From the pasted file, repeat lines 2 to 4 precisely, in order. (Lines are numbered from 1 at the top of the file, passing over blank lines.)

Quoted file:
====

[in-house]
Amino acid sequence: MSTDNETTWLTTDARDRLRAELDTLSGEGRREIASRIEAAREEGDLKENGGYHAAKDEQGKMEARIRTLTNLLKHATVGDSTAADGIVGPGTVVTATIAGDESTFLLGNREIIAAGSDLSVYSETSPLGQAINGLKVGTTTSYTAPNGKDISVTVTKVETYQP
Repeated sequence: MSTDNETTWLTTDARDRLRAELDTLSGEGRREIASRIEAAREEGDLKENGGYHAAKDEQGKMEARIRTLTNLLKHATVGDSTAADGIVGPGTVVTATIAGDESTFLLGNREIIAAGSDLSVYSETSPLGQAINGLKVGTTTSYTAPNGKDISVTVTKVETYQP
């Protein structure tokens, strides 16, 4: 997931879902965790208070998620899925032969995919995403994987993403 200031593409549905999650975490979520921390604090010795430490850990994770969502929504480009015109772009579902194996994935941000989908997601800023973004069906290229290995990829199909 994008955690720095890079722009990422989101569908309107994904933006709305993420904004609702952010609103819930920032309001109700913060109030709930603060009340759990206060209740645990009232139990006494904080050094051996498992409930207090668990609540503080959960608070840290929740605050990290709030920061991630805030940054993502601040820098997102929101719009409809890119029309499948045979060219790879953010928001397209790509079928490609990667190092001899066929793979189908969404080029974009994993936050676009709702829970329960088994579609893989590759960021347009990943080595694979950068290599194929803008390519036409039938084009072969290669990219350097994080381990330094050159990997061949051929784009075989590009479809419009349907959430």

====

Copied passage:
Amino acid sequence: MSTDNETTWLTTDARDRLRAELDTLSGEGRREIASRIEAAREEGDLKENGGYHAAKDEQGKMEARIRTLTNLLKHATVGDSTAADGIVGPGTVVTATIAGDESTFLLGNREIIAAGSDLSVYSETSPLGQAINGLKVGTTTSYTAPNGKDISVTVTKVETYQP
Repeated sequence: MSTDNETTWLTTDARDRLRAELDTLSGEGRREIASRIEAAREEGDLKENGGYHAAKDEQGKMEARIRTLTNLLKHATVGDSTAADGIVGPGTVVTATIAGDESTFLLGNREIIAAGSDLSVYSETSPLGQAINGLKVGTTTSYTAPNGKDISVTVTKVETYQP
């Protein structure tokens, strides 16, 4: 997931879902965790208070998620899925032969995919995403994987993403 200031593409549905999650975490979520921390604090010795430490850990994770969502929504480009015109772009579902194996994935941000989908997601800023973004069906290229290995990829199909 994008955690720095890079722009990422989101569908309107994904933006709305993420904004609702952010609103819930920032309001109700913060109030709930603060009340759990206060209740645990009232139990006494904080050094051996498992409930207090668990609540503080959960608070840290929740605050990290709030920061991630805030940054993502601040820098997102929101719009409809890119029309499948045979060219790879953010928001397209790509079928490609990667190092001899066929793979189908969404080029974009994993936050676009709702829970329960088994579609893989590759960021347009990943080595694979950068290599194929803008390519036409039938084009072969290669990219350097994080381990330094050159990997061949051929784009075989590009479809419009349907959430």